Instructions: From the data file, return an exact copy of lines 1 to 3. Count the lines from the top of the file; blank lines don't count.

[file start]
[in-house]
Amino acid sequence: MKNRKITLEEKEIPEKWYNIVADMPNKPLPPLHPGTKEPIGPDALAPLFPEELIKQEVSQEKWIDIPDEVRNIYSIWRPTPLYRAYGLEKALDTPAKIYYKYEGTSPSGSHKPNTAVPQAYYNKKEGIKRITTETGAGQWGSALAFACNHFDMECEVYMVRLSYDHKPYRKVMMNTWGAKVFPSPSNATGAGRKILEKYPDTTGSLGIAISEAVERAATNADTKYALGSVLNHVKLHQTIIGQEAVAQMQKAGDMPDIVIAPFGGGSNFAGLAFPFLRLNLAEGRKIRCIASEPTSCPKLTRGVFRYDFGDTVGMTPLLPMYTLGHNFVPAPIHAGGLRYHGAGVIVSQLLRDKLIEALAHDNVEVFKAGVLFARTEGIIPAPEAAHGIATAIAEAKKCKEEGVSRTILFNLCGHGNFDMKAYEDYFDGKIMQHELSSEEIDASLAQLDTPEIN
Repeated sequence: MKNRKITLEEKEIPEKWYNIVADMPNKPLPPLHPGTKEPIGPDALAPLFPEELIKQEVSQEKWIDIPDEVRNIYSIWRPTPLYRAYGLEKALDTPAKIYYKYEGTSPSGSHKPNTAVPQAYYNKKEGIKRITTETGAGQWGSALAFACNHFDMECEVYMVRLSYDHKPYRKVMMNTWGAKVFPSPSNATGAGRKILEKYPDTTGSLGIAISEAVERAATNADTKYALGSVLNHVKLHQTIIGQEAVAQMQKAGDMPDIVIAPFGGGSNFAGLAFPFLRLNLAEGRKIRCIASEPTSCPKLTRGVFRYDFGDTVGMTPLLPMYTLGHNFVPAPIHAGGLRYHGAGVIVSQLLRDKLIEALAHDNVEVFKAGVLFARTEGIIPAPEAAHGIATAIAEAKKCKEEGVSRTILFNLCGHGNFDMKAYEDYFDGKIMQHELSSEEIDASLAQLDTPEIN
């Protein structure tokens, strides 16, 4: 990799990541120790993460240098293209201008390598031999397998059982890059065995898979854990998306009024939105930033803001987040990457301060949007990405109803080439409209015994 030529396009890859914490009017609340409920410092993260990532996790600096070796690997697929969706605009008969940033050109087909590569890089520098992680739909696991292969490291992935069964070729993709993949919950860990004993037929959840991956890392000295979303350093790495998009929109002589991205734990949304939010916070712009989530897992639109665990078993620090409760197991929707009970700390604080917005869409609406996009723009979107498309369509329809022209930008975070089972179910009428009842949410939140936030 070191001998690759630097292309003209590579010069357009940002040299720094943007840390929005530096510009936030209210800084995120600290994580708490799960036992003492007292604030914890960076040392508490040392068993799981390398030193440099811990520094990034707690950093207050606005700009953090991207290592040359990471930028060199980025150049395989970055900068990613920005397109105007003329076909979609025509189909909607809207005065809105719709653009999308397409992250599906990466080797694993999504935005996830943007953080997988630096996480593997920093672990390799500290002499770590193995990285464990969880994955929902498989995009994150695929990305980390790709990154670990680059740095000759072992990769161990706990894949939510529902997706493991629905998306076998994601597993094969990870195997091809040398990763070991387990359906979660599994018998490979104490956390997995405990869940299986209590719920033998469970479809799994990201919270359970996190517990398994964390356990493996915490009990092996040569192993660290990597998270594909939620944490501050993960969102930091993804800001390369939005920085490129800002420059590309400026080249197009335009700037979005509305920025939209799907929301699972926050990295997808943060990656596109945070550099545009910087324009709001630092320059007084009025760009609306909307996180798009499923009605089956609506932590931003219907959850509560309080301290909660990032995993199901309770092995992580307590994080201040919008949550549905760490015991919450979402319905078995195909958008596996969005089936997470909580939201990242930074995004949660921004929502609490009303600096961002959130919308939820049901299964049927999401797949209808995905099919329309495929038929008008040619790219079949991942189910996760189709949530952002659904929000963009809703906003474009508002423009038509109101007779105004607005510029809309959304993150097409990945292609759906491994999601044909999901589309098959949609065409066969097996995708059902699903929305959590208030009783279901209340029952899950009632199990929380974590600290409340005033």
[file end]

[in-house]
Amino acid sequence: MKNRKITLEEKEIPEKWYNIVADMPNKPLPPLHPGTKEPIGPDALAPLFPEELIKQEVSQEKWIDIPDEVRNIYSIWRPTPLYRAYGLEKALDTPAKIYYKYEGTSPSGSHKPNTAVPQAYYNKKEGIKRITTETGAGQWGSALAFACNHFDMECEVYMVRLSYDHKPYRKVMMNTWGAKVFPSPSNATGAGRKILEKYPDTTGSLGIAISEAVERAATNADTKYALGSVLNHVKLHQTIIGQEAVAQMQKAGDMPDIVIAPFGGGSNFAGLAFPFLRLNLAEGRKIRCIASEPTSCPKLTRGVFRYDFGDTVGMTPLLPMYTLGHNFVPAPIHAGGLRYHGAGVIVSQLLRDKLIEALAHDNVEVFKAGVLFARTEGIIPAPEAAHGIATAIAEAKKCKEEGVSRTILFNLCGHGNFDMKAYEDYFDGKIMQHELSSEEIDASLAQLDTPEIN
Repeated sequence: MKNRKITLEEKEIPEKWYNIVADMPNKPLPPLHPGTKEPIGPDALAPLFPEELIKQEVSQEKWIDIPDEVRNIYSIWRPTPLYRAYGLEKALDTPAKIYYKYEGTSPSGSHKPNTAVPQAYYNKKEGIKRITTETGAGQWGSALAFACNHFDMECEVYMVRLSYDHKPYRKVMMNTWGAKVFPSPSNATGAGRKILEKYPDTTGSLGIAISEAVERAATNADTKYALGSVLNHVKLHQTIIGQEAVAQMQKAGDMPDIVIAPFGGGSNFAGLAFPFLRLNLAEGRKIRCIASEPTSCPKLTRGVFRYDFGDTVGMTPLLPMYTLGHNFVPAPIHAGGLRYHGAGVIVSQLLRDKLIEALAHDNVEVFKAGVLFARTEGIIPAPEAAHGIATAIAEAKKCKEEGVSRTILFNLCGHGNFDMKAYEDYFDGKIMQHELSSEEIDASLAQLDTPEIN